Wiesner Bros. Continues Work Internationally.
This January Hans Wiesner, ASLA our staff landscape architect had the opportunity to travel to Cartagena Colombia. He is part of a team from Christ Church NYC a Methodist Church in Manhattan that is working with the Methodist Church in Columbia on a variety of community outreach projects. Hans was brought in to help with the planning, design and construct of an athletic field and Green Space for the local community. This was his second trip to Cartagena and he is collaborating with a local team of professionals to see the plan come to life.
Although a tropical climate, the planning, design and construction phases are similar to any region of the world. The landscaping and plant selection are dictated by what works locally and accomplishes what the design intends. The plant material is similar to plants that would grow in parts of Florida and Puerto Rico. It is a rewarding challenge for all involved.
The people in Flora De Campo region of Cartagena have been relocated from various parts of Colombia due to the recent mudslides and rebel fighting. The demographic is a mixture of single mothers, senior citizens, many children and families. The people are so grateful for our help and are eagerly waiting the opportunity to use the park. The physical, social and psychological benefits of trees and plants will go a long way in bringing healing and comfort to this community.
WIESNER BROTHERS GOES INTERNATIONAL
This week the pastoral staff of Christ Church New York City (United Methodist Church) called upon Hans Wiesner to offer his professional expertise in developing a “green zone” adjacent to a church located on the outskirts of Cartagena, Colombia. The plan calls for an undeveloped space to be repurposed into a park and athletic field.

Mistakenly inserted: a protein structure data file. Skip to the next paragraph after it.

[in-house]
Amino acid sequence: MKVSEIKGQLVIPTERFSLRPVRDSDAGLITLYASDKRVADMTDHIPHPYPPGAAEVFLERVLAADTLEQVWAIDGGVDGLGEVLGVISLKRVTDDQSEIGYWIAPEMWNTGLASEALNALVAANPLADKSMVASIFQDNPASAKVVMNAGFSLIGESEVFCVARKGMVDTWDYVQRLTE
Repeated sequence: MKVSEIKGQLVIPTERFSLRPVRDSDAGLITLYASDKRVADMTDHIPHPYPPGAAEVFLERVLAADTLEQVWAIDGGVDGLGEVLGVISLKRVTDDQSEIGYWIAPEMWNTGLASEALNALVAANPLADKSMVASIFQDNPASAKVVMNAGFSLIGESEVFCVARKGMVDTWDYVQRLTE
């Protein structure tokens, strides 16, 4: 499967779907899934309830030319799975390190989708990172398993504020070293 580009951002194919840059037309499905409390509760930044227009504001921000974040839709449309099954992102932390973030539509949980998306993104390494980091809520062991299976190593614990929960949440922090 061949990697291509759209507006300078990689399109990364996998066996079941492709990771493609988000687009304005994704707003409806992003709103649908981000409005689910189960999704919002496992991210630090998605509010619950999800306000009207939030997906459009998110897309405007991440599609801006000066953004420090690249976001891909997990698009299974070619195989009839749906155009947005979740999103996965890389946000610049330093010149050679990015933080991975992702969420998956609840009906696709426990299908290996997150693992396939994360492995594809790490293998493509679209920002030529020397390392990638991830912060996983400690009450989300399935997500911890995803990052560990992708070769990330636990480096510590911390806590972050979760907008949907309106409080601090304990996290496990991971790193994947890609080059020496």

Many of the area’s residents have been relocated there due to Colombian Civil war and numerous mud slides.
Upright evergreens can take a beating over the course of a winter such as the one we're experiencing this year. There are some things you can do to minimize the long term damage. Proper preparation is best thing to do in situations such as this, but it's too late for that now, so let's concentrate on what can be done now.
First you should gently brush off the snow, by hand or with a broom if extra reach is needed, from what would be the upper braches. Then gently clear the snow away from lower braches. Doing this should provide you with some immediate results and in some minor cases may be all that is required. In most cases additional steps will be required.
In addition to the previous steps you may need to tie up some branches. If the branches needing to be tied are smaller in size we suggest using garden tape. This item allows you to tie up and return the piece to a more natural form without the danger of "girdling" the branches. Girdling, to any degree is not good and should be avoided at all costs. Girdling is even more of a concern when dealing with larger branches. If larger branches do require tying we suggest using Arbor Tie and not using a heavy gauge rope or metal wire of any kind.
In more severe cases, you may find you need to tie the entire piece and possibly use one or more stakes to pull the piece back to its upright position.
If your upright evergreens look anything like the ones pictured above, at least now you know all may not be lost, take some pictures and stop in today for some specific advice on your situation.
To care for your Wiesner Bros. Fraser Fir Christmas Tree:
- Make a fresh cut straight across the base of the tree. Cut off approximately 1/4" to 1/2" before placing tree in the stand.
- Use a stand that will hold a half gallon of water or more
- Maximize the life and beauty of your tree by adding Tree Life (Christmas tree preserve)
- Check the water level twice daily, keep the stand full
- Make sure you place your tree away from heat sources, heating vents, radiators, fireplaces, and sunny windows
- Check the lights for broken bulbs and cords for frayed wiring
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One of the seldom known facts about the sweet potato vine is that when the plant gets large enough it will produce a flower. The flower is very similar to that of a petunia with a very bright purple color. For a plant that is grown for its foliage and trailing growth habit the flower is a pleasant surprise for the late summer. This plant is easy to grow and can grow about six feet a year. Ideal for hanging over walls or can be planted in planters to cover the pot. It is a little late to get started on one this year but it is never to early to start thinking about next years garden.